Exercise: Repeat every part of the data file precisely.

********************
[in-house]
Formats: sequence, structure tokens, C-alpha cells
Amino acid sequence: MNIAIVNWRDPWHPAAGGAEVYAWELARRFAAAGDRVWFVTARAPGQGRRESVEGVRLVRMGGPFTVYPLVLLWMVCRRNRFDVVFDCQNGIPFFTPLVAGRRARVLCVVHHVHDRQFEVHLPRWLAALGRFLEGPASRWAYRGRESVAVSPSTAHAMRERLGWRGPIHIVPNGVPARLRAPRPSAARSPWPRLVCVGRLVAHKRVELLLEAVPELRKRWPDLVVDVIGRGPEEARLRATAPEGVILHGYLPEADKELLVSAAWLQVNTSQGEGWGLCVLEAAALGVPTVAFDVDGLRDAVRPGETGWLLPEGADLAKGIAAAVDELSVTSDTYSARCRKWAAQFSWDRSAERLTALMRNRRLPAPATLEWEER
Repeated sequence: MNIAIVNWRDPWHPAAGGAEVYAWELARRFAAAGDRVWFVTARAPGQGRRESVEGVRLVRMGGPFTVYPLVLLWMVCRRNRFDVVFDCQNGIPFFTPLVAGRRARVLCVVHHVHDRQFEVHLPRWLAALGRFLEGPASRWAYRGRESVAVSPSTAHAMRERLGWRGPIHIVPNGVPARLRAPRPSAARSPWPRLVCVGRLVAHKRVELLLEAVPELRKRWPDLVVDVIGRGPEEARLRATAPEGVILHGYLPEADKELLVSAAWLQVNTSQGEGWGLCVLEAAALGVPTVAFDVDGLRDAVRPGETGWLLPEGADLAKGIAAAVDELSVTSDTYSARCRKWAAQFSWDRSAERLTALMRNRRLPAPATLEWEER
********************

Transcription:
[in-house]
Formats: sequence, structure tokens, C-alpha cells
Amino acid sequence: MNIAIVNWRDPWHPAAGGAEVYAWELARRFAAAGDRVWFVTARAPGQGRRESVEGVRLVRMGGPFTVYPLVLLWMVCRRNRFDVVFDCQNGIPFFTPLVAGRRARVLCVVHHVHDRQFEVHLPRWLAALGRFLEGPASRWAYRGRESVAVSPSTAHAMRERLGWRGPIHIVPNGVPARLRAPRPSAARSPWPRLVCVGRLVAHKRVELLLEAVPELRKRWPDLVVDVIGRGPEEARLRATAPEGVILHGYLPEADKELLVSAAWLQVNTSQGEGWGLCVLEAAALGVPTVAFDVDGLRDAVRPGETGWLLPEGADLAKGIAAAVDELSVTSDTYSARCRKWAAQFSWDRSAERLTALMRNRRLPAPATLEWEER
Repeated sequence: MNIAIVNWRDPWHPAAGGAEVYAWELARRFAAAGDRVWFVTARAPGQGRRESVEGVRLVRMGGPFTVYPLVLLWMVCRRNRFDVVFDCQNGIPFFTPLVAGRRARVLCVVHHVHDRQFEVHLPRWLAALGRFLEGPASRWAYRGRESVAVSPSTAHAMRERLGWRGPIHIVPNGVPARLRAPRPSAARSPWPRLVCVGRLVAHKRVELLLEAVPELRKRWPDLVVDVIGRGPEEARLRATAPEGVILHGYLPEADKELLVSAAWLQVNTSQGEGWGLCVLEAAALGVPTVAFDVDGLRDAVRPGETGWLLPEGADLAKGIAAAVDELSVTSDTYSARCRKWAAQFSWDRSAERLTALMRNRRLPAPATLEWEER